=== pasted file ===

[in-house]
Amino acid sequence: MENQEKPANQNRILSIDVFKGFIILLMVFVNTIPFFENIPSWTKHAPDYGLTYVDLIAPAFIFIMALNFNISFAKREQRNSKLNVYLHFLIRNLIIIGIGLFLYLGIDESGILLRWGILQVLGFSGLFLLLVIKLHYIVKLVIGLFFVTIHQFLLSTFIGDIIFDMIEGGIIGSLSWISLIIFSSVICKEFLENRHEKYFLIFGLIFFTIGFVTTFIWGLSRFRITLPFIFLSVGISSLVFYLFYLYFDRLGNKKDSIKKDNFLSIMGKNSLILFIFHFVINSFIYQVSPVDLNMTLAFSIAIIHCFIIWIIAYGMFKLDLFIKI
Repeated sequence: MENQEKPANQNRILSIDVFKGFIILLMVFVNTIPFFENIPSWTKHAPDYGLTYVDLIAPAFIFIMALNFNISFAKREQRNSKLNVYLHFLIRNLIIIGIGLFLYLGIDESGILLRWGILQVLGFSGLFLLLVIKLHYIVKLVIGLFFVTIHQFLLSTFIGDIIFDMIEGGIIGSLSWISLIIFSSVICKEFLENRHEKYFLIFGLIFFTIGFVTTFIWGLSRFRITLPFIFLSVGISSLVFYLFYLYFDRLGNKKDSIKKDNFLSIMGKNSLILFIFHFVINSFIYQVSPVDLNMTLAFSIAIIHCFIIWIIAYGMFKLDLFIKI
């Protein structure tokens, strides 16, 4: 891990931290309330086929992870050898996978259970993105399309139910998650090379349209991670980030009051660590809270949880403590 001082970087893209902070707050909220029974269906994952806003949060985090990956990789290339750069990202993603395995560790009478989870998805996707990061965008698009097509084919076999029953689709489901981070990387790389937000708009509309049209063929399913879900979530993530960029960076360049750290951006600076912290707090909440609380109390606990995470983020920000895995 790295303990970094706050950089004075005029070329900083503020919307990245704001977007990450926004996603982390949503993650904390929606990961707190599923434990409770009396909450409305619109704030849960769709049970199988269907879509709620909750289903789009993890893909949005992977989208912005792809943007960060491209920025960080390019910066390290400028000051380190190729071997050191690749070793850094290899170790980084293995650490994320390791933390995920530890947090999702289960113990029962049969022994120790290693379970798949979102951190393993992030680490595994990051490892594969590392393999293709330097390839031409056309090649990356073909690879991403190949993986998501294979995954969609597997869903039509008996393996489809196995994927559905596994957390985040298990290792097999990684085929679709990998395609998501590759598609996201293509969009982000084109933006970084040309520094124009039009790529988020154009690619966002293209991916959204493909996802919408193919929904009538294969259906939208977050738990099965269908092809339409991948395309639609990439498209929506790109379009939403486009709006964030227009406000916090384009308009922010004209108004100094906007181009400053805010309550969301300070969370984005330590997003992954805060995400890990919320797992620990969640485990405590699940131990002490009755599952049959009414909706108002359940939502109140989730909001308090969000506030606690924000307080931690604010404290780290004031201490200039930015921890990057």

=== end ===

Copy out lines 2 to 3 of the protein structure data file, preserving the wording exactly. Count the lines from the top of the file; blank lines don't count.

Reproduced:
Amino acid sequence: MENQEKPANQNRILSIDVFKGFIILLMVFVNTIPFFENIPSWTKHAPDYGLTYVDLIAPAFIFIMALNFNISFAKREQRNSKLNVYLHFLIRNLIIIGIGLFLYLGIDESGILLRWGILQVLGFSGLFLLLVIKLHYIVKLVIGLFFVTIHQFLLSTFIGDIIFDMIEGGIIGSLSWISLIIFSSVICKEFLENRHEKYFLIFGLIFFTIGFVTTFIWGLSRFRITLPFIFLSVGISSLVFYLFYLYFDRLGNKKDSIKKDNFLSIMGKNSLILFIFHFVINSFIYQVSPVDLNMTLAFSIAIIHCFIIWIIAYGMFKLDLFIKI
Repeated sequence: MENQEKPANQNRILSIDVFKGFIILLMVFVNTIPFFENIPSWTKHAPDYGLTYVDLIAPAFIFIMALNFNISFAKREQRNSKLNVYLHFLIRNLIIIGIGLFLYLGIDESGILLRWGILQVLGFSGLFLLLVIKLHYIVKLVIGLFFVTIHQFLLSTFIGDIIFDMIEGGIIGSLSWISLIIFSSVICKEFLENRHEKYFLIFGLIFFTIGFVTTFIWGLSRFRITLPFIFLSVGISSLVFYLFYLYFDRLGNKKDSIKKDNFLSIMGKNSLILFIFHFVINSFIYQVSPVDLNMTLAFSIAIIHCFIIWIIAYGMFKLDLFIKI